Countries agree to establish a multilateral system for plant genetic resources for food and agriculture
Plant genetic resources are the basis of both modern and traditional agriculture. The Undertaking will regulate access to these resources, while ensuring a fair and equitable sharing of the benefits. Negotiating governments have now agreed that a multilateral system of access and benefit-sharing should be established for key crops.
Access to germplasm is vital for food security
Farmers and breeders must have access to genetic resources if they are to continue making improvements in plant productivity and sustainable agriculture in the drive towards food security. More effective use of plant genetic resource diversity is essential, including to produce varieties adapted to the extreme and highly variable environments of low-productivity or marginal areas, and to reduce the use of agrochemicals and make more efficient use of water and soil.
Conserving and sustainably using as wide a range of plant genetic resources as possible is also a safety net for unforeseen disasters. More than once in recent history, extensive crop production has been saved from devastation by a pest or disease by genetic material found in traditional farmers' varieties.
An international agreement facilitating access to this germplasm is a vital complement to work toward conserving it. The negotiators also envisage mechanisms for sharing the benefits derived from the use of plant genetic resources, including a financial strategy.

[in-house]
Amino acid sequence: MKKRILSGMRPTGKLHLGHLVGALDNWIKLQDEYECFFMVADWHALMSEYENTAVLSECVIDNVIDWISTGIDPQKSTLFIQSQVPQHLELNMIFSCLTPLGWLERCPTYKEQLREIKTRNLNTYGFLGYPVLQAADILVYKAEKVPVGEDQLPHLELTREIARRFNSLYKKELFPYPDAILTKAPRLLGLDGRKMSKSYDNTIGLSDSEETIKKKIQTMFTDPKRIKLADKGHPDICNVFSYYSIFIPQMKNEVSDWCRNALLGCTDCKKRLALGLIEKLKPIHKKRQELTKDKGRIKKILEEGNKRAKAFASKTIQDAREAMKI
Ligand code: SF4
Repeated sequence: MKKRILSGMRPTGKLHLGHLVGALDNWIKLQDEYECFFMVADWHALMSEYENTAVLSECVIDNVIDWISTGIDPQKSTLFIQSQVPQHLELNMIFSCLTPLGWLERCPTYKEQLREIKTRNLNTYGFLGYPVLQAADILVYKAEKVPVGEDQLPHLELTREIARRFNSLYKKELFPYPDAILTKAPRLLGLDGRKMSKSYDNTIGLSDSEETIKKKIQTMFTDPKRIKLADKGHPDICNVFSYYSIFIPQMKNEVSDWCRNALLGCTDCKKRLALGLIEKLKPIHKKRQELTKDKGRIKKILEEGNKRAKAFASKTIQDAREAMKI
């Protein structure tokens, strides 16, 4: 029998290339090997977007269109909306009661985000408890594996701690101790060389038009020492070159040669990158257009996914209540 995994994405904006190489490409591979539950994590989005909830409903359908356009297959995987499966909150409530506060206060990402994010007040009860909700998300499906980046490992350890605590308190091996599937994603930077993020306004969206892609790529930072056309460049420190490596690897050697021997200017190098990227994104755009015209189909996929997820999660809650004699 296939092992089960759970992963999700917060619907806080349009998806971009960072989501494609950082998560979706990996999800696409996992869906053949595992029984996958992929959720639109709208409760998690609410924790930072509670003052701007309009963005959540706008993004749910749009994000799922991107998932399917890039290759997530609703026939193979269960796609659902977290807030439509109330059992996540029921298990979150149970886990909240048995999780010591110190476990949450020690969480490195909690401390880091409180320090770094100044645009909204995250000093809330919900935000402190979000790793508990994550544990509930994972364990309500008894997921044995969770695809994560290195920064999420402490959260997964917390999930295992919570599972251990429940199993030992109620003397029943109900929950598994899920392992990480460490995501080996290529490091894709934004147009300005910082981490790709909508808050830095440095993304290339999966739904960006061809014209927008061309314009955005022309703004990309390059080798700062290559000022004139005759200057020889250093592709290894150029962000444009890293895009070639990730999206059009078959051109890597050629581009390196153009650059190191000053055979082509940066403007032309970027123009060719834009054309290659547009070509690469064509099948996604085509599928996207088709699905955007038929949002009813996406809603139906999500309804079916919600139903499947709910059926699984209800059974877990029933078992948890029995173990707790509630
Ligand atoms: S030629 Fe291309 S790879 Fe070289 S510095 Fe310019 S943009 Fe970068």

Progress on Farmers' Rights
CGRFA-8 also negotiated a key article in the Undertaking - on Farmers' Rights. The article recognizes the enormous contribution of local and indigenous communities and farmers to the conservation and development of the plant genetic resources that are the basis of food and agriculture production throughout the world. It stipulates that the implementation of Farmers' Rights should take place at national level and through national regulations, and could include: protecting relevant traditional knowledge; the right to equitably participate in sharing benefits arising from the use of plant genetic resources for food and agriculture; and the right to participate in making decisions, at the national level, on matters related to their conservation and sustainable use.
The commission was able to make substantial progress on the International Undertaking thanks to an informal expert meeting held in Montreux, Switzerland, in January 1999. The new working draft of the Undertaking agreed by the Commission was based on a blueprint produced at Montreux.
Implementation of the Global Plan of Action
CGRFA-8 also reviewed progress in the implementation of the Global Plan of Action for the Conservation and Sustainable Use of Plant Genetic Resources for Food and Agriculture, which was adopted in Leipzig, Germany in 1996, and is likely to be a key element in the revised International Undertaking. The Commission considered a status report and noted that there had been significant progress but much still remains to be done. Work is ongoing at local, national and international levels and the Global Plan of Action is being widely used by international governmental and non-governmental organizations as a framework for planning their activities.
Farm animal genetic resources also a priority
For the first time, the CGRFA also discussed action on animal genetic resources for food and agriculture. The Commission gave the go-ahead for a major new initiative in the field of animal genetic resource characterization, sustainable use and development and conservation - a report on the State of the World's Farm Animal Genetic Resources.
25 May 1999